(cookies) KEEP CALM & CARRY ON

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Estimated reading time: 3 minutes, 32 seconds

WHY WE’RE KEEPING OUR COOKIES CUPBOARD STOCKED.

Website owners have been told that they must change the way they explain the use of cookies on their websites and, if they don’t, they face a potentially large fine. Over 90% of websites use cookies. These are the cookie laws that everyone has been talking about and are worrying many businesses. We have come to the conclusion that we will Keep Calm & Carry On.

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With all the historical references around the Jubilee last weekend, we were reminded of the stoicism of our parents and grandparents during the last war. In the face of the battle ahead of us, we are staying calm.

First: What are cookies? Shouldn’t they be called biscuits? And how does it affect me?

Every time you log on to the internet, a browser will open. Internet Explorer, Firefox, Google Chrome, Opera etc. are all browsers. Once you’re in, you’ll probably be on your homepage which is often a search engine like Google. This is where you’ll search for whatever it is you want to find. If you search for “shoes”, for example, Google will remember this and the tiny bit of software they use to do it is the cookie.

In fairness, they could have called them biscuits or any other term they liked, but software programmers can be a little odd at times (we should know)! An easy way to think about it is the Hansel & Gretel story. The cookies leave tiny little crumbs of information. The website uses these crumbs to follow and find it’s way back to what you liked when you first visited it.

All of this sounds quite sensible. It makes targeted marketing easy and seems time saving when you think of your favourite items on Tesco’s web site. The only worry is when you think of everything that you’ve ever searched for on Google. That’s a lot of crumbs. This is what has worried the EU enough to create a privacy law making all websites ask their visitors for permission to use cookies.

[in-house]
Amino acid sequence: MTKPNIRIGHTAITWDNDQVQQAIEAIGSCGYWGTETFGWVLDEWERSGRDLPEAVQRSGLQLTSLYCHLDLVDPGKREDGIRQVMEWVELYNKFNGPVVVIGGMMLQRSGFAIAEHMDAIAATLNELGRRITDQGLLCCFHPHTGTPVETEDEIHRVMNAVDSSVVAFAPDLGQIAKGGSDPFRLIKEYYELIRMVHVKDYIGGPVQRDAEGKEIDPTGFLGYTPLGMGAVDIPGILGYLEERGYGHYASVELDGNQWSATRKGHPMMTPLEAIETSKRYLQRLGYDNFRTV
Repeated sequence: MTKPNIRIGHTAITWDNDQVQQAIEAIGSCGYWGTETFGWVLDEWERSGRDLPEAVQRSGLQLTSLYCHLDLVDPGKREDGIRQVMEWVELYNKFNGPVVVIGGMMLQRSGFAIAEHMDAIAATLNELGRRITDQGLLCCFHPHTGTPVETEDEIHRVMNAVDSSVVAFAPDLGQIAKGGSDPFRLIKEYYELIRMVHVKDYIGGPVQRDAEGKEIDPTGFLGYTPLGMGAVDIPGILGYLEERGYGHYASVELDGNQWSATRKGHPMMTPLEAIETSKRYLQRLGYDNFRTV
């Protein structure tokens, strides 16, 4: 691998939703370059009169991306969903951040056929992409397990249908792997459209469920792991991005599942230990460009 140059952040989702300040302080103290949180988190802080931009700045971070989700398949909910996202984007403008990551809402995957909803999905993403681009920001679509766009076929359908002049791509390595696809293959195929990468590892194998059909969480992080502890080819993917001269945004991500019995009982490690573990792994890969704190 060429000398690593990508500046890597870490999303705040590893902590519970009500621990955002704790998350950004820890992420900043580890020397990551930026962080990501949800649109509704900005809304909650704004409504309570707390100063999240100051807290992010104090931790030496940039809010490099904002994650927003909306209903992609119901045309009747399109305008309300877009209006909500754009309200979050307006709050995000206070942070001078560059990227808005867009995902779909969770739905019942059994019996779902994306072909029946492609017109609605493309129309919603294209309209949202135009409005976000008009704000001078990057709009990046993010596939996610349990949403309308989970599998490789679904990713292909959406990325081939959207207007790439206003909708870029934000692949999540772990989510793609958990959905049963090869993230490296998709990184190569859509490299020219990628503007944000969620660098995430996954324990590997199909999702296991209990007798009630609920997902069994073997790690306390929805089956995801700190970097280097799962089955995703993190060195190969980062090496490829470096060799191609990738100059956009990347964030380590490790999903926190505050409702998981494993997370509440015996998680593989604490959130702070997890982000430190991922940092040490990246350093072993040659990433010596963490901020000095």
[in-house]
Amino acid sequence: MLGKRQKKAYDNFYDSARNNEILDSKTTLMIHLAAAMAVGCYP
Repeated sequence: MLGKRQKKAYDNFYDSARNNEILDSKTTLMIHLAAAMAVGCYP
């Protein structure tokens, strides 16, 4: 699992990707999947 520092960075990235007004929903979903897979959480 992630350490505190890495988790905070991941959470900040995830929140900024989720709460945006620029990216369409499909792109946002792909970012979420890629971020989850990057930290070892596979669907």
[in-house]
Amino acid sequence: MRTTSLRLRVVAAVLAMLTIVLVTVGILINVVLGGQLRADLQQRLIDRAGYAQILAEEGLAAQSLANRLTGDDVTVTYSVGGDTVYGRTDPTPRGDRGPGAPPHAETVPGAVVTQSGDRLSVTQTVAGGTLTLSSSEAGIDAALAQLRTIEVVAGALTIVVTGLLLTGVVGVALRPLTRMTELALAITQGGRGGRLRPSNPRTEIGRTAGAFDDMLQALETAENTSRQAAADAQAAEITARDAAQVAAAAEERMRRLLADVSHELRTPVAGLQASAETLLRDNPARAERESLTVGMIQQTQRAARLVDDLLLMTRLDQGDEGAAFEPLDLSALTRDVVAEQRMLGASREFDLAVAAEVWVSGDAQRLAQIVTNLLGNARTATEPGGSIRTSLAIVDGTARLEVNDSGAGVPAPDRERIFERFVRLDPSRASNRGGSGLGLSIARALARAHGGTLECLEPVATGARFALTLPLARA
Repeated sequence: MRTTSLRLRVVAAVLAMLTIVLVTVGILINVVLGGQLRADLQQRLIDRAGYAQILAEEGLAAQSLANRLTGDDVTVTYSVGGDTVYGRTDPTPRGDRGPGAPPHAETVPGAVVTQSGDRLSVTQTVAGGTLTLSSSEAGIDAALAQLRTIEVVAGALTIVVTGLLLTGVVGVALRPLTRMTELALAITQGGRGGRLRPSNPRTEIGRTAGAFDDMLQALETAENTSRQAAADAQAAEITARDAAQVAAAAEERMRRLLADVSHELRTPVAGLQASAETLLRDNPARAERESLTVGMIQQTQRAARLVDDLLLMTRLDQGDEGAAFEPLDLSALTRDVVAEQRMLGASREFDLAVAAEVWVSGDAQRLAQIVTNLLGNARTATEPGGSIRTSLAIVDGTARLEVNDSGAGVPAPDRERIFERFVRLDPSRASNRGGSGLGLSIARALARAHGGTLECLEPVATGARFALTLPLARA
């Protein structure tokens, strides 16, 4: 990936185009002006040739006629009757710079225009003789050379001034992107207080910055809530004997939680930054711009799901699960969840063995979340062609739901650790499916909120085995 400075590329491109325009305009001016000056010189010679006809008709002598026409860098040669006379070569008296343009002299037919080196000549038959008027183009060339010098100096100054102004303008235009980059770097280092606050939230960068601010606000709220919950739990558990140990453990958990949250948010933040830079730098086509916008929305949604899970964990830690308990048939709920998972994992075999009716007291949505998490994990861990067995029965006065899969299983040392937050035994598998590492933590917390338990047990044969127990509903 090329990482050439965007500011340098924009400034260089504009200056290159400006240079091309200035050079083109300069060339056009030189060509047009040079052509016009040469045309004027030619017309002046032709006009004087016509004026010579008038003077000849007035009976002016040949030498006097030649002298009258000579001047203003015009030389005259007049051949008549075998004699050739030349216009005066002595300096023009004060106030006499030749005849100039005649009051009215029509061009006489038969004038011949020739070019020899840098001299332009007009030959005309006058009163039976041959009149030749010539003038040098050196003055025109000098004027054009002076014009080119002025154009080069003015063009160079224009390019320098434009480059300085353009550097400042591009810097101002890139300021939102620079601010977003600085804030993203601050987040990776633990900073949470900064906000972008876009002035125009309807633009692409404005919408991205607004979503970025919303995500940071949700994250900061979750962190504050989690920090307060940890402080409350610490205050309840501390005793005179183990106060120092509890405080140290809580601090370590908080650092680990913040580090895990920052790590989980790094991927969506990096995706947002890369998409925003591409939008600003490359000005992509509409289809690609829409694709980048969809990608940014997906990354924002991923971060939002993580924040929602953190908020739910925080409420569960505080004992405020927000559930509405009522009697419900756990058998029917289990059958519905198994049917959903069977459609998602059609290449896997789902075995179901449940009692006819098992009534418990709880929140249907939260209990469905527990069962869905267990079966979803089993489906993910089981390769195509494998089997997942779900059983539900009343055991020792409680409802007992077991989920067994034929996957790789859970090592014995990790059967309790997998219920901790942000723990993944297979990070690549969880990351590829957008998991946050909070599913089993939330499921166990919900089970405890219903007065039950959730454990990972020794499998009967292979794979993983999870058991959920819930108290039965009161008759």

So. What’s the problem?

The problem is that while greater privacy for individuals is perfectly laudable, implementing requests on a website for permission to use cookies, needs cookies. The law in itself is ultimately flawed. Here’s a great example:

The BBC now has a section about cookies on it’s website to allow some degree of control by the user. You can choose to enable cookies or not. Good old beeb, you might think. But even this contravenes the law. In order for you to be able to choose whether you want to enable the cookies or not, you will have to click “yes” or “no”. That yes/no button is a cookie. An unavoidable Catch 22 situation; even the Government’s own website needs to use cookies for all of the various services it offers to have any value.

Some major vehicle leasing companies have banners on their websites like “Cookies allow my website to serve visitors the content they need. Get used to it. The EU cookie law is an ass.”

Ultimately, we believe that the matter will become one for the browser providers to deal with as they’re, generally, the first port of call when you visit the internet.

So. What do I do?

Easy question. Nothing. There is nothing you should do yet. The Government has said that they understand just how complicated this change is and: “that we will take a soft approach to this legislation”. Finding a solution for each individual website will end up becoming a waste of time and money with a law that we feel is unenforceable. We strongly advise all website owners not to rush in and panic like so many did with the millennium bug (remember that money-spinning chestnut?). There’s no need to adjust you’re website yet. If you’re worried give us a call, but don’t be fooled into having a “cookie report” or “cookie compliance survey” compiled for you at any cost.

This is an issue that will keep on running and we have only touched on the subject here. We will follow it as it goes. Stay tuned.

Chin up, cookie loving chums! Our urgent message in these troubling times, is to KEEP CALM and CARRY ON!

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